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  • It's time to implement Massively Open Online Campus Administration

    MOOCs—massively open online courses—are now a reality in higher education, with startups Coursera and EdX offering free courses taught by top faculty at selective institutions like Harvard, Stanford, and Cal Tech designed to replace the inefficient, lower-quality classes offered at down-market institutions. Now it’s time to implement MOOCAs, Massively Open Online Campus Administration, as well. According to Administrivia, the Silicon Valley startup that first conceived the idea, MOOCAs (rhymes with mochas) will be the next big thing in online education. 

    The idea behind MOOCAs is breathtakingly simple. By rendering college faculty from full professors to teaching assistants completely superfluous, MOOCs drastically cut the cost of college teaching, while significantly upping the quality of course content. MOOCAs do the same for higher education administration.

    The MOOCA action plan is simple, too. Everyone knows that higher education is over-administered: while human instructors at institutions all over the country are being replaced by avatars who teach virtually for free, college administrators continue to multiply like rabbits. MOOCAs will help colleges slash their administration budgets, with no loss in oversight quality going forward (MOOCAs use administrator-speak just like human administrators).

    MOOCs succeed in part because computers not only deliver educational materials, they can also read and assess student essays. In the world of MOOCs, one instructor can do the work of fifty. With MOOCAs, one online dean or provost can do the work of fifty as well.

    MOOCAs come with scalable modules for hiring (JobX), faculty assessment (TenurX), termination (TerminX), courses and curricula (GradeX) and student complaints (ExpelX), eliminating the need for associate provosts, assistant provosts, and the countless microdeans and deanlets that no modern university up to now has been able to do without.

    Instead of operating out of plush offices, hedged by a small army of administrative assistants and executive secretaries, every morning key administrators from top schools, say Yale, MIT, and the University of Michigan, will fan out to Starbucks strategically located in all the major time zones, fire up their laptops, and start making crucial decisions for land grant universities, second-tier state schools, liberal arts colleges, even faith-based institutions. One unanticipated benefit of putting administration online is that when students mount a protest, there’ll be no president’s office to occupy.

    MOOCAs satisfy the public’s demand for accountability as well. Parents, along with state legislators and boards of trustees, will be relieved to know that between MOOCs and MOOCAs, every college keystroke will be recorded, providing a record, down to the nanosecond, of everything each administrator, faculty member, or student does or says, every web site they’ve visited, every Facebook update or tweet they’ve posted, everything they’ve read, calculated, dissected, graphed, scanned, or downloaded.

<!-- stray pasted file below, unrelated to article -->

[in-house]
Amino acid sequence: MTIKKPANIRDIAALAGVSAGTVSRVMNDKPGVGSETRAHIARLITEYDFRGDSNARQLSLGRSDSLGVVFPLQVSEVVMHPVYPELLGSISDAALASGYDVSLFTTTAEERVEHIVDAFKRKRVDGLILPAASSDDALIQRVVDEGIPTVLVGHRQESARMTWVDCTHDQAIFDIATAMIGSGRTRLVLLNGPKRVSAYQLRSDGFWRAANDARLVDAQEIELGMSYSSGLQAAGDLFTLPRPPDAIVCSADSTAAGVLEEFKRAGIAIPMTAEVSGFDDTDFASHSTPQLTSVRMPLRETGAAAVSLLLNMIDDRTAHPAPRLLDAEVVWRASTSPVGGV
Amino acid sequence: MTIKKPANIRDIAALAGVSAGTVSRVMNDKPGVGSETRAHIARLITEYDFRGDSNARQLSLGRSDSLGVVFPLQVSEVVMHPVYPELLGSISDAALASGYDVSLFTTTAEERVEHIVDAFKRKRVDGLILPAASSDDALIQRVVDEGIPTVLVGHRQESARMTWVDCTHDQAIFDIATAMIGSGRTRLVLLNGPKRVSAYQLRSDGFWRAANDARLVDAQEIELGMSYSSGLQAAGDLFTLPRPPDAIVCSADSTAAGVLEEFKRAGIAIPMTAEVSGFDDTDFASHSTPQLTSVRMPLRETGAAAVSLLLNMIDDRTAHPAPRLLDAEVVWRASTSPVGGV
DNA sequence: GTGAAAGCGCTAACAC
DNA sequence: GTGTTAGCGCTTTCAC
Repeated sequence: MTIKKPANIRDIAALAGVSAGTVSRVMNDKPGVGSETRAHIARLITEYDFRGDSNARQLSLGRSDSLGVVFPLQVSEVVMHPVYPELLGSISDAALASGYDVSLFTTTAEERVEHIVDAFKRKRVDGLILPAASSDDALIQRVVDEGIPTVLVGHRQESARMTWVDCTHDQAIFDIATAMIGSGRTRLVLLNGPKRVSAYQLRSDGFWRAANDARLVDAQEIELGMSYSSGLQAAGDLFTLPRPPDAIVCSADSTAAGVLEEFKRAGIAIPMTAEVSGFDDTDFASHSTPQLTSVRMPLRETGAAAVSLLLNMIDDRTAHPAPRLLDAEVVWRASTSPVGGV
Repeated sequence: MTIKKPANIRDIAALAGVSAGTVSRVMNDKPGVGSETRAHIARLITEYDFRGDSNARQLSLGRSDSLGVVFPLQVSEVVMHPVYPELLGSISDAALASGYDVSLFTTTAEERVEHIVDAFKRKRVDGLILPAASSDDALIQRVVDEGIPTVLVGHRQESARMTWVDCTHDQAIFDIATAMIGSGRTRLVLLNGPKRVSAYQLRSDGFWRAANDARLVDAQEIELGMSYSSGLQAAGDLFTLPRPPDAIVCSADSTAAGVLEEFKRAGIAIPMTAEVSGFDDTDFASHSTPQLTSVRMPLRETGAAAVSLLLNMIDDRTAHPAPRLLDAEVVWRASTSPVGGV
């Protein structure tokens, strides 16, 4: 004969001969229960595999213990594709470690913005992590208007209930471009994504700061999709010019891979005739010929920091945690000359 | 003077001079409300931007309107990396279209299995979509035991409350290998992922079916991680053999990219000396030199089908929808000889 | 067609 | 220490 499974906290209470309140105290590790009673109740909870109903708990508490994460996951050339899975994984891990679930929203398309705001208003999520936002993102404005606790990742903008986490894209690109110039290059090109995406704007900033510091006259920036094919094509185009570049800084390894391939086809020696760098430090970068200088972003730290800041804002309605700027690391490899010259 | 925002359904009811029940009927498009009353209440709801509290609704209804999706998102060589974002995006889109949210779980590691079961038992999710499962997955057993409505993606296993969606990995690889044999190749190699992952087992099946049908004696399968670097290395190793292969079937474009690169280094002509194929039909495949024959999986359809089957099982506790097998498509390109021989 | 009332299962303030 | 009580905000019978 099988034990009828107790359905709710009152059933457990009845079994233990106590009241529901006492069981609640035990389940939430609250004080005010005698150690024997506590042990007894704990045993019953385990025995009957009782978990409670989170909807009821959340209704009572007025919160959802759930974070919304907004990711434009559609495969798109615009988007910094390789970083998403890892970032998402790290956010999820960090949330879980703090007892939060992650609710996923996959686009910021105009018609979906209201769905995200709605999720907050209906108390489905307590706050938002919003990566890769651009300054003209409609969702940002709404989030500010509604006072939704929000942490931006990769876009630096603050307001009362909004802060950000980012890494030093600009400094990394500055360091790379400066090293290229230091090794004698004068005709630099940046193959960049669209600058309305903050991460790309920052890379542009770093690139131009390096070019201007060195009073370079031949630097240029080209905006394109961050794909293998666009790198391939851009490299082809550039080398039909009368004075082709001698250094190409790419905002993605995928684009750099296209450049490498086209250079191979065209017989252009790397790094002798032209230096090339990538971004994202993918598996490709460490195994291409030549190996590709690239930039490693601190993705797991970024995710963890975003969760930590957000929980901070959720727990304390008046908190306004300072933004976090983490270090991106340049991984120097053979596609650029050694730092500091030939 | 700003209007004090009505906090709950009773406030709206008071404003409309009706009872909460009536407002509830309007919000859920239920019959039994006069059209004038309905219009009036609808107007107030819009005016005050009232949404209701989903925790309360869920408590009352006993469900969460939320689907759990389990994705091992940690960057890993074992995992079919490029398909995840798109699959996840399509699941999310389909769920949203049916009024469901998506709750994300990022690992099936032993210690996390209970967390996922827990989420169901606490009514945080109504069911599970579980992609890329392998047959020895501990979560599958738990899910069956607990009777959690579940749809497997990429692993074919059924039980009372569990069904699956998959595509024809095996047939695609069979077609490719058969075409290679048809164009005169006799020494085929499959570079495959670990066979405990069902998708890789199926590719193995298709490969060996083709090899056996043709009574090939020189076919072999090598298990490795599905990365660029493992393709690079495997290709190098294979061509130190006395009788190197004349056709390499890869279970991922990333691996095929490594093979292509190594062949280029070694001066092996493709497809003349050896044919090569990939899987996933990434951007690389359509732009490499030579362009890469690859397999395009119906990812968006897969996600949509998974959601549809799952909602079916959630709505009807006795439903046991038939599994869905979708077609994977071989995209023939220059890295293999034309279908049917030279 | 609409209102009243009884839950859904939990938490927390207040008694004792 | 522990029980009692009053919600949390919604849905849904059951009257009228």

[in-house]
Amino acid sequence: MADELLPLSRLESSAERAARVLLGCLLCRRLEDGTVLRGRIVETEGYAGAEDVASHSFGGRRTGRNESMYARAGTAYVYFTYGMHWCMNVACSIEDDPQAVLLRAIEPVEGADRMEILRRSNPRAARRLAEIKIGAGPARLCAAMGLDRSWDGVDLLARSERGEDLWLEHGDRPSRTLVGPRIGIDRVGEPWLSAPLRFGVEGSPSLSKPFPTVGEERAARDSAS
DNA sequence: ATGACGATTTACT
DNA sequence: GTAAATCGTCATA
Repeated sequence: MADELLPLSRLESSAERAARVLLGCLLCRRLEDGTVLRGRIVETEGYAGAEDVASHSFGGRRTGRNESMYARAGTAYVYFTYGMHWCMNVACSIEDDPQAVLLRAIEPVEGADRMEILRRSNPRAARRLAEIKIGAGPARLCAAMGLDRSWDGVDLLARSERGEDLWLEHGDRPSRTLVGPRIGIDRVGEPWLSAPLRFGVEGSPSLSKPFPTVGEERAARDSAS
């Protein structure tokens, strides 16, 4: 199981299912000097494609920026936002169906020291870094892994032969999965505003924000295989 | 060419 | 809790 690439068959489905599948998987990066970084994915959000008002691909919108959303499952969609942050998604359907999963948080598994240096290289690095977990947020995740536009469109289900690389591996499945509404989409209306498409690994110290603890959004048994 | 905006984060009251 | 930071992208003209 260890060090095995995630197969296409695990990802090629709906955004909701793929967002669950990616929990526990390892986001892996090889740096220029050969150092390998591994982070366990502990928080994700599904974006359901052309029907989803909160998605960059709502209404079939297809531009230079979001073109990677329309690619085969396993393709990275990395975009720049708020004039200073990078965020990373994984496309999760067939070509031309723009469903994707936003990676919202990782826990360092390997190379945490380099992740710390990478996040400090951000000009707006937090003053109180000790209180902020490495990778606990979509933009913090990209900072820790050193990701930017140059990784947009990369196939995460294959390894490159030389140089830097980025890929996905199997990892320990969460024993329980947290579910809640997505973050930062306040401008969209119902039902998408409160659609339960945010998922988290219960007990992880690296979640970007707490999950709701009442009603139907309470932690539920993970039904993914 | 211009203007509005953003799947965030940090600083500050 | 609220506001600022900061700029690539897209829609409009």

If MOOCs can tell us how fast and how accurately students do their homework, MOOCAs reveal how quickly and efficiently online administrators turn around each problem or complaint (your session may be monitored for quality control), and popup forms will allow everyone consulting a virtual administrator to give feedback indicating their level of satisfaction with the service (together with a chance to be entered into a drawing for a free iPad).

    In addition to fully-operational programs for Academic Administration, Administrivia has developed online modules for Student Services and Psych Counseling. Some services are outsourced, which means even more savings: for example, WebMD provides complete medical care for students and staff at a fraction of the cost of conventional health insurance, and Lenscrafters is tasked with producing Vision2020 plans for participating campuses in about an hour. In addition, Administrivia developers are working hard to implement scalable online coaching for college sports as well. By FY 2015 they anticipate offering everything from Division I Fantasy Football to Div III virtual rugby and chess.

    Students are reacting positively to the notion of the administrator-in-the-cloud as well. Already many students have installed programs on their laptops that do their MOOC assignments for them, taking their quizzes and uploading their computer-generated essays to be graded by computerized grading programs. And as MOOCAs come online, there’ll be no more cooling one’s heels in some administrator’s anteroom, or waiting for hours in the queue for a turn to live chat with someone in Bangalore. Already, computer-savvy students are developing automated bots to interact with the automated deans now tasked with automating online education.

    Unfortunately, MOOCs and MOOCAs won’t lower the cost of going to college any time soon, because all that free Wi-fi actually turns out to be quite expensive. Administrivia calculates that the money saved by implementing online education and administration will need to be diverted to the college’s IT budget, providing the massive injection of new funding required for the campus CIO to design, maintain, and continually upgrade the level of computer services that the new virtual universities, and their faculties, students, and staff, are already coming to expect. 

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